Energy Efficiency and International Environmental

This chapter looks at the relationship between international environmental law and energy efficiency (EE). International environmental law has spoken repeatedly on the concept of EE but typically in the form of general statements in support of domestic efforts to improve efficiency and not in terms of specific goals or enforceable obligations. This is because historically international law has left EE policy to the domestic sphere. Certain provisions of international climate change treaties recently enacted, however, may signal an increased willingness of the international community to delve into EE matters. Notably, the Kyoto Protocol, as implemented by the Marrakech Accords, contains provisions for policies and measures, joint implementation (JI) and the clean development mechanism (CDM) that may indicate an increased willingness on the part of the international community to engage more directly in policy and implementation issues pertaining to EE.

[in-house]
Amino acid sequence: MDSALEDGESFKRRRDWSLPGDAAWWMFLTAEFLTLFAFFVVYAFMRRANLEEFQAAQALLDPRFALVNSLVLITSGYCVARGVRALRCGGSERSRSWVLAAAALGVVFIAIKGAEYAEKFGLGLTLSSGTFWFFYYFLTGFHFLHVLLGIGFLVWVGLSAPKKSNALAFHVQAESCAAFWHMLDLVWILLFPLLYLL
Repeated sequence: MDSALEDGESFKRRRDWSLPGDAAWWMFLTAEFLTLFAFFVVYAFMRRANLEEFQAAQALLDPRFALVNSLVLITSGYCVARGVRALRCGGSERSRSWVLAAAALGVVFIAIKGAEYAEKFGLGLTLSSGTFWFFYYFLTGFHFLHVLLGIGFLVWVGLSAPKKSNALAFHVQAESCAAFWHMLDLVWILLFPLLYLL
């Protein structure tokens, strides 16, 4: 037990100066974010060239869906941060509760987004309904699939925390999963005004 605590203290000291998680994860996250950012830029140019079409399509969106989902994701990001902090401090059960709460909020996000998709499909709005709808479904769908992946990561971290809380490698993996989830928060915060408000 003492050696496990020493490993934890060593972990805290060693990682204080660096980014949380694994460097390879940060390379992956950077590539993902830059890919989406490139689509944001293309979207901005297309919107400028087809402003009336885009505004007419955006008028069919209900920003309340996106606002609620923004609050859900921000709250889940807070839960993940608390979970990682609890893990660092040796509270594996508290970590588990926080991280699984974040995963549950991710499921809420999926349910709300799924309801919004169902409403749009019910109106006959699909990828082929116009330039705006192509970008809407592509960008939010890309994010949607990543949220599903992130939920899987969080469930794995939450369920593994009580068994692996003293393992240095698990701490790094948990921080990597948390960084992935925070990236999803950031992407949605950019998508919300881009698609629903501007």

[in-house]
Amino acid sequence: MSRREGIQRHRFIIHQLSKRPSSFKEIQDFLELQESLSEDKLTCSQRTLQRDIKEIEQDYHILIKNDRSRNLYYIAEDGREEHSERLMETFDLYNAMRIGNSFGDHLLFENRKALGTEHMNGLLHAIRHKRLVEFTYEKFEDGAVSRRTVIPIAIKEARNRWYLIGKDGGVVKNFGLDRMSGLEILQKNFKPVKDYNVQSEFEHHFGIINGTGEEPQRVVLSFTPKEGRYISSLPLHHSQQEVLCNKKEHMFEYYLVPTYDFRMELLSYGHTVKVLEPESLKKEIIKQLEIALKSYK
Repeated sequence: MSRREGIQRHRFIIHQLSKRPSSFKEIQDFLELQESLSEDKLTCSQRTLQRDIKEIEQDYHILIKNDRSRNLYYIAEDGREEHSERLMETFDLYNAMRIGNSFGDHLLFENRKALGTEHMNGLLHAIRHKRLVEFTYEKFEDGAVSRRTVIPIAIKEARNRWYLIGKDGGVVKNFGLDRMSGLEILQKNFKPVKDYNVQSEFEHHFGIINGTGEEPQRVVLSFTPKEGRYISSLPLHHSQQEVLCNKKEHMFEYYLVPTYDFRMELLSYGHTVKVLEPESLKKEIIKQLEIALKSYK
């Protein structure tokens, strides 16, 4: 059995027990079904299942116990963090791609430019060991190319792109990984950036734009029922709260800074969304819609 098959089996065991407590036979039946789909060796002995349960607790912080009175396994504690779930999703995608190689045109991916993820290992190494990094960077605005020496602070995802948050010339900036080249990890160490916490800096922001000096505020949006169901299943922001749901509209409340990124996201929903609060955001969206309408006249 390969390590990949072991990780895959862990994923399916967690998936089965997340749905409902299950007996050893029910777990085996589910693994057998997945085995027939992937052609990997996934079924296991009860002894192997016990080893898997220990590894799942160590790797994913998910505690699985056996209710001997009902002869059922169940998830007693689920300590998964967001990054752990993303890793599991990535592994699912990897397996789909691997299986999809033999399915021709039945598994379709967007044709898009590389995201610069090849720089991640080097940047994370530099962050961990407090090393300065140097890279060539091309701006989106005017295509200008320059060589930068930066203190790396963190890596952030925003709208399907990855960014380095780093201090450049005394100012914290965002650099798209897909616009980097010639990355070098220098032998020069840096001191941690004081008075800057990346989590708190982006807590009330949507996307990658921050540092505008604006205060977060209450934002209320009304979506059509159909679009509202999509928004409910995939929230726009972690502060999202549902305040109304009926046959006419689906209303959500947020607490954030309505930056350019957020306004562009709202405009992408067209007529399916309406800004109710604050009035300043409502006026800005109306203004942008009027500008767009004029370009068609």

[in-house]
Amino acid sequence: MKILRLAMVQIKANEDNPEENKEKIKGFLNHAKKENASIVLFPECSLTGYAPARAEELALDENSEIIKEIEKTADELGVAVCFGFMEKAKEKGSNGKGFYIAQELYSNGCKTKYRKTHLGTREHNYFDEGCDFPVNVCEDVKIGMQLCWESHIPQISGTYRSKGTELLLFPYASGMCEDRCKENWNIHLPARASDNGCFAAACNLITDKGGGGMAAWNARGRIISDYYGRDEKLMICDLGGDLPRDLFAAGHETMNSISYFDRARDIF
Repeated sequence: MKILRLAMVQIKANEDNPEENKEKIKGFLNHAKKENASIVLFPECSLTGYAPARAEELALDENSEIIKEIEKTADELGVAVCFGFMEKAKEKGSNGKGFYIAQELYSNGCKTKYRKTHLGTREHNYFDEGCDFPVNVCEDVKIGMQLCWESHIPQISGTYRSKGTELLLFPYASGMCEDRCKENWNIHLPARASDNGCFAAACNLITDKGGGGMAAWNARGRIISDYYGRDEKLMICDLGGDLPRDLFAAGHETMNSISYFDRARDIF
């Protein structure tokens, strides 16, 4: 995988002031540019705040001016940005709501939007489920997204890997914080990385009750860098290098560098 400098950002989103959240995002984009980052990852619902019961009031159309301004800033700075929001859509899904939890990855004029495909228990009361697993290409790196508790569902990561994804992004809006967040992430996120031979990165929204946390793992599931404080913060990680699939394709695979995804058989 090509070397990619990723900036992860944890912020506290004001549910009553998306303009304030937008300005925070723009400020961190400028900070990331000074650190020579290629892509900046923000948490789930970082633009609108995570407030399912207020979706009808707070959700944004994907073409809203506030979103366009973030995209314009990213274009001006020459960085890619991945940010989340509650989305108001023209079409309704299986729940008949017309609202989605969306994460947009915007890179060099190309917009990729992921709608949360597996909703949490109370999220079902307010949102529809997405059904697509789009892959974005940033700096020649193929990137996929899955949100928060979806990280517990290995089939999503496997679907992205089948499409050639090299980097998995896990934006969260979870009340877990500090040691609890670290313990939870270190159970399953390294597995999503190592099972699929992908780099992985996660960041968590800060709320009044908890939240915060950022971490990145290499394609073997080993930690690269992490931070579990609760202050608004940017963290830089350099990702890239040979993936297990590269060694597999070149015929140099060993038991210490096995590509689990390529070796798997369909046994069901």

Renewable Energy 101

Renewable Energy 101

Renewable energy is energy that is generated from sunlight, rain, tides, geothermal heat and wind. These sources are naturally and constantly replenished, which is why they are deemed as renewable. The usage of renewable energy sources is very important when considering the sustainability of the existing energy usage of the world. While there is currently an abundance of non-renewable energy sources, such as nuclear fuels, these energy sources are depleting. In addition to being a non-renewable supply, the non-renewable energy sources release emissions into the air, which has an adverse effect on the environment.

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